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Installing a new exhibition can involve many hurdles—it’s not all just hanging pictures on a wall—and today we tackled quite a challenge.

As part of our forthcoming exhibition, In the Blink of an Eye: Media and Movement, we will be displaying a Timeslice.

A Timeslice is a large ring with a series of cameras facing into the centre of the circle. When an object passes through the circle, all the cameras simultaneously take a picture. When shown in sequence it seems as if the camera can pan around and see every angle of whatever has passed through the Timeslice. The object is frozen in time and space. This technology is widely used in both television and film, most notably in the Matrix films.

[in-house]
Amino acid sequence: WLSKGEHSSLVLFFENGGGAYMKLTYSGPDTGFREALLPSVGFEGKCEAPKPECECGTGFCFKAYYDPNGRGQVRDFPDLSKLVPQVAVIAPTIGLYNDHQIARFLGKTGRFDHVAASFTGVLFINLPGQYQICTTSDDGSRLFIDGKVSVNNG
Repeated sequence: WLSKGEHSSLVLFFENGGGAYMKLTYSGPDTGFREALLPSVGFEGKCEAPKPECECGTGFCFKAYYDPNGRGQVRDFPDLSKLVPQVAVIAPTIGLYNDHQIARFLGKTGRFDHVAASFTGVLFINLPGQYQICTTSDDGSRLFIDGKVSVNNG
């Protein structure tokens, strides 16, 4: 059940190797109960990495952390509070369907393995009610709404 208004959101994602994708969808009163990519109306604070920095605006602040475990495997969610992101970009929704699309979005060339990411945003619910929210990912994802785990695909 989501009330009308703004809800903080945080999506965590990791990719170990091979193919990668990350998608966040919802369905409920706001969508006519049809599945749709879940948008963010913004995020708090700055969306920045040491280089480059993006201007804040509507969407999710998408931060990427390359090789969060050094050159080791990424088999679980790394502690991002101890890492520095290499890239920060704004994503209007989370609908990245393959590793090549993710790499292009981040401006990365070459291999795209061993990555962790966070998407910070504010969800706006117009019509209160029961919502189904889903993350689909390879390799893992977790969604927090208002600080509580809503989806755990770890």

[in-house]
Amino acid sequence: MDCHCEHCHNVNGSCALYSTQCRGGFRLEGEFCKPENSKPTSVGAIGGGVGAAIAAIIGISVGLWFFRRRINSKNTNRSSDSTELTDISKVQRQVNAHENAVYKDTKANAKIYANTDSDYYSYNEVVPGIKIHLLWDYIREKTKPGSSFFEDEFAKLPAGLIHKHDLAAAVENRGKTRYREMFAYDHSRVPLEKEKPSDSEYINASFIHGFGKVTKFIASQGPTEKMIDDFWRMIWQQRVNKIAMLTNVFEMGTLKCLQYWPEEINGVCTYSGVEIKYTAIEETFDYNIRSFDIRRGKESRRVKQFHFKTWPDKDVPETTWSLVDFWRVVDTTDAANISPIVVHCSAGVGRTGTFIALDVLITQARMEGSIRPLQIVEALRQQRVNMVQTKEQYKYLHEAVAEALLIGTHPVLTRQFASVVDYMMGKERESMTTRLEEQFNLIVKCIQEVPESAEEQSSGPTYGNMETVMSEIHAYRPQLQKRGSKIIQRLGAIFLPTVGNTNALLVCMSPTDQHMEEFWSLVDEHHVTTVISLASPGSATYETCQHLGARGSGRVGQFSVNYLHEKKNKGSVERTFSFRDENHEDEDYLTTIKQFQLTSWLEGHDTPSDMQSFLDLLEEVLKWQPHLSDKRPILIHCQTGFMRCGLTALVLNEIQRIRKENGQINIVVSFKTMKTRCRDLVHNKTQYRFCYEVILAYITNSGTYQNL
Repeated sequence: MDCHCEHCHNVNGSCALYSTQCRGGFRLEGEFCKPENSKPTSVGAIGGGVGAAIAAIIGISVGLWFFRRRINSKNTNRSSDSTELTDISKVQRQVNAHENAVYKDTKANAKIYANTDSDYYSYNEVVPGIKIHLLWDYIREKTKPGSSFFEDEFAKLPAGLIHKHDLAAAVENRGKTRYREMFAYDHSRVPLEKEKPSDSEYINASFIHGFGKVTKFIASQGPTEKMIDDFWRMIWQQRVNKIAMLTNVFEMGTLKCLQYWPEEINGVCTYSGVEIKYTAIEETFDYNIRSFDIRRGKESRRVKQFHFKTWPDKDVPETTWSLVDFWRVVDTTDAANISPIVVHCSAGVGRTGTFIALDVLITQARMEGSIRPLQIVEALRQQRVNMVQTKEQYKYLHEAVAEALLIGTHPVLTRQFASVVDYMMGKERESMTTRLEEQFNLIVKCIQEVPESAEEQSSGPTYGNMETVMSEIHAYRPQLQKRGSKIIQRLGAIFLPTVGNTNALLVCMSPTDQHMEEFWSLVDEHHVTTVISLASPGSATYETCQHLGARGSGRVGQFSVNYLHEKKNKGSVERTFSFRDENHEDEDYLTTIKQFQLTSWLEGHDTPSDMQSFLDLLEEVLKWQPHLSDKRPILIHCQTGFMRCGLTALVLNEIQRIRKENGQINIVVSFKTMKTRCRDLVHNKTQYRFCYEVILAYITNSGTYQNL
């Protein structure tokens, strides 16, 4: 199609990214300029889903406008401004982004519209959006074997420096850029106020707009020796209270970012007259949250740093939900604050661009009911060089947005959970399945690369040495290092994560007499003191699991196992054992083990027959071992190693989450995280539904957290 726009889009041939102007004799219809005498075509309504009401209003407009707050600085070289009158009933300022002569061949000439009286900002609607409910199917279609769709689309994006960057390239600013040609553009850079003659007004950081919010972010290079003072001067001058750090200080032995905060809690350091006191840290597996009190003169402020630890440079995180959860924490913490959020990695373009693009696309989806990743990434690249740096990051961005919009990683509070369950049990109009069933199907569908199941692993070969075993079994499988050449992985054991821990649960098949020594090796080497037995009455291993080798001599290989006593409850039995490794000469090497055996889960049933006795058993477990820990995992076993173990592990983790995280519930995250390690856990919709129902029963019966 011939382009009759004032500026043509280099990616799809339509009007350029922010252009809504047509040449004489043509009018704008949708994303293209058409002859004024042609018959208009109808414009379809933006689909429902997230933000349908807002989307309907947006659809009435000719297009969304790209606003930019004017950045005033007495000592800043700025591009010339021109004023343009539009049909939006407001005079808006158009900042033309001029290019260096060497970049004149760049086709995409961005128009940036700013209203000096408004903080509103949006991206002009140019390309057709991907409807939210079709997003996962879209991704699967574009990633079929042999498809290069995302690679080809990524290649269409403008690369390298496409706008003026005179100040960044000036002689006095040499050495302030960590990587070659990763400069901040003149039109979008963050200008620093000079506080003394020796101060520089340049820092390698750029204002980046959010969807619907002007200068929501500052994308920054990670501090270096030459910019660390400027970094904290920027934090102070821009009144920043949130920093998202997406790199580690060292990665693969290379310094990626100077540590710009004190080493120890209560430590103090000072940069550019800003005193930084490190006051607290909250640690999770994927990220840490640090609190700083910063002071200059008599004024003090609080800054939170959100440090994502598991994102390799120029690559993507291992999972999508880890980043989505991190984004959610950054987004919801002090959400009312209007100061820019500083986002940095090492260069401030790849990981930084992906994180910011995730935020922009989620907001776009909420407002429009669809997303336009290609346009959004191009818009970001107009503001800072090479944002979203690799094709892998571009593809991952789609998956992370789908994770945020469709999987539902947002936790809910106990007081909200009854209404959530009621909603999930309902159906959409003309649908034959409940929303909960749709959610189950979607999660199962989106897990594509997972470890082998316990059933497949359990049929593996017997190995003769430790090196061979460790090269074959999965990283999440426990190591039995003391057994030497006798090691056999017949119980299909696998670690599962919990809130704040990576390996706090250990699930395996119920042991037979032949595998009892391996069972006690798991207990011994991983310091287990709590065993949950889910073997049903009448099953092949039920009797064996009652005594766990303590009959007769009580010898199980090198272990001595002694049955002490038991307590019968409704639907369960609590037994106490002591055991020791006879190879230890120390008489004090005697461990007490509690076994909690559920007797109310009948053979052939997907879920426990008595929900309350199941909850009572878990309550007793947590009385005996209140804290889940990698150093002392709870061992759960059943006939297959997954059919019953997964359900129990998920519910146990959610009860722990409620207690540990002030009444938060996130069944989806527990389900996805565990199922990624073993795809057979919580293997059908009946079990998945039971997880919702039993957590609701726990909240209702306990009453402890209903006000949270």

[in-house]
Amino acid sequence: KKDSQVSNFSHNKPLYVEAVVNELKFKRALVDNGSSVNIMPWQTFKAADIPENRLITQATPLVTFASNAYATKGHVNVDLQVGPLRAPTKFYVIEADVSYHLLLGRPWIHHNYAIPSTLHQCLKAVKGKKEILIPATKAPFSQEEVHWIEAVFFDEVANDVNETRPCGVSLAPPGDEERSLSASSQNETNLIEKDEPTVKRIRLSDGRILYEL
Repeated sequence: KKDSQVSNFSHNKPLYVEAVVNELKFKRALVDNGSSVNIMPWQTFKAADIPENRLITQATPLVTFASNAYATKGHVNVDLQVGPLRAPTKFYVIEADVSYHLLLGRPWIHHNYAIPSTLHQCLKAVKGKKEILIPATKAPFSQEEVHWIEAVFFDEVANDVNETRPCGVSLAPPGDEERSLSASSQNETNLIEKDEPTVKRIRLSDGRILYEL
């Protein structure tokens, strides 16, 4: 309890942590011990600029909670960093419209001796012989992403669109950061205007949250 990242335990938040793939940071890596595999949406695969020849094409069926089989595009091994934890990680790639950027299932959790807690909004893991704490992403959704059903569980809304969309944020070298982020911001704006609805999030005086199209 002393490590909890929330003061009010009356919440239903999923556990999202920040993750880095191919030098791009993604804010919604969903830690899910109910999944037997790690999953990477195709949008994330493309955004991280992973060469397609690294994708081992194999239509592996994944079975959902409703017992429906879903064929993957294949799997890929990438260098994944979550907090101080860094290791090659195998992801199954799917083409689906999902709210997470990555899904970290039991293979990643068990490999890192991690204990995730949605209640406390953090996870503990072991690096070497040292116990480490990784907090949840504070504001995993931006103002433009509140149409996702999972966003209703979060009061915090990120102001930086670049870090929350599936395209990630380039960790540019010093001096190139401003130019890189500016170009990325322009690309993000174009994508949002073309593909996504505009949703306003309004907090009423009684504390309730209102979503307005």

The Timeslice can take hundreds of images capturing one moment in time. Unlike a normal camera, there aren’t any lenses or shutters, just a single strip of film around the inside. When an object passes through the circle, a flash goes off, exposing the film through a series of tiny pinholes. This means that the images have to be taken in the dark to ensure no early exposure.

Although not too heavy, the Timeslice is a tricky item to handle. Standing at eight feet in diameter, it took five of our best employees to safely install and secure it.

The Timeslice on display was donated to the museum by Tim Macmillan, who pioneered the technology in the 1990s. This will be the first time we have displayed it in the museum, but it had a starring role on an episode of Tomorrow’s World in May 1993.

In the Blink of an Eye reveals our fascination with movement and our desire to capture it through photography, film, television and new media. The exhibition is on display in Galleries One and Two from 9 March to 2 September 2012.

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